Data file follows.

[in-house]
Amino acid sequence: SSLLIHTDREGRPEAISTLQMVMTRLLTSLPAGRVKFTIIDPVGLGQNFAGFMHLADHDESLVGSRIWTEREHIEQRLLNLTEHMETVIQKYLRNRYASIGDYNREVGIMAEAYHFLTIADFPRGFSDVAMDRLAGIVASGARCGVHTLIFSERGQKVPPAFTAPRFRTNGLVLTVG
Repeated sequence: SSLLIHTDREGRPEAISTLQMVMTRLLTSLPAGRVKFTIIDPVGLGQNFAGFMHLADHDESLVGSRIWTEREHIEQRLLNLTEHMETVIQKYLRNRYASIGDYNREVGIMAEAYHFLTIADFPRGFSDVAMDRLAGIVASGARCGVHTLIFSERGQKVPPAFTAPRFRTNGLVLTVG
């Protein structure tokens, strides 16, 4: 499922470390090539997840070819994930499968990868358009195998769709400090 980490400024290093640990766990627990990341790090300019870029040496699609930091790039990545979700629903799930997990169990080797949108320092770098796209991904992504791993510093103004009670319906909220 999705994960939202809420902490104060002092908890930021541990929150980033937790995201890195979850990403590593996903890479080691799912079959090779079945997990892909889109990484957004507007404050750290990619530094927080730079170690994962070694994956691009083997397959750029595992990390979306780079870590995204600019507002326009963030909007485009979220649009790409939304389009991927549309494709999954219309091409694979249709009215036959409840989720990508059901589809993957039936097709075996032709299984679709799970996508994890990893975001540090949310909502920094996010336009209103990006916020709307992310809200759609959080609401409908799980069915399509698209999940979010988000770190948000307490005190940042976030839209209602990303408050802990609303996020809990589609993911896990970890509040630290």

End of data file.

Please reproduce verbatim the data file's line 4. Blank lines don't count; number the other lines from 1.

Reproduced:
């Protein structure tokens, strides 16, 4: 499922470390090539997840070819994930499968990868358009195998769709400090 980490400024290093640990766990627990990341790090300019870029040496699609930091790039990545979700629903799930997990169990080797949108320092770098796209991904992504791993510093103004009670319906909220 999705994960939202809420902490104060002092908890930021541990929150980033937790995201890195979850990403590593996903890479080691799912079959090779079945997990892909889109990484957004507007404050750290990619530094927080730079170690994962070694994956691009083997397959750029595992990390979306780079870590995204600019507002326009963030909007485009979220649009790409939304389009991927549309494709999954219309091409694979249709009215036959409840989720990508059901589809993957039936097709075996032709299984679709799970996508994890990893975001540090949310909502920094996010336009209103990006916020709307992310809200759609959080609401409908799980069915399509698209999940979010988000770190948000307490005190940042976030839209209602990303408050802990609303996020809990589609993911896990970890509040630290």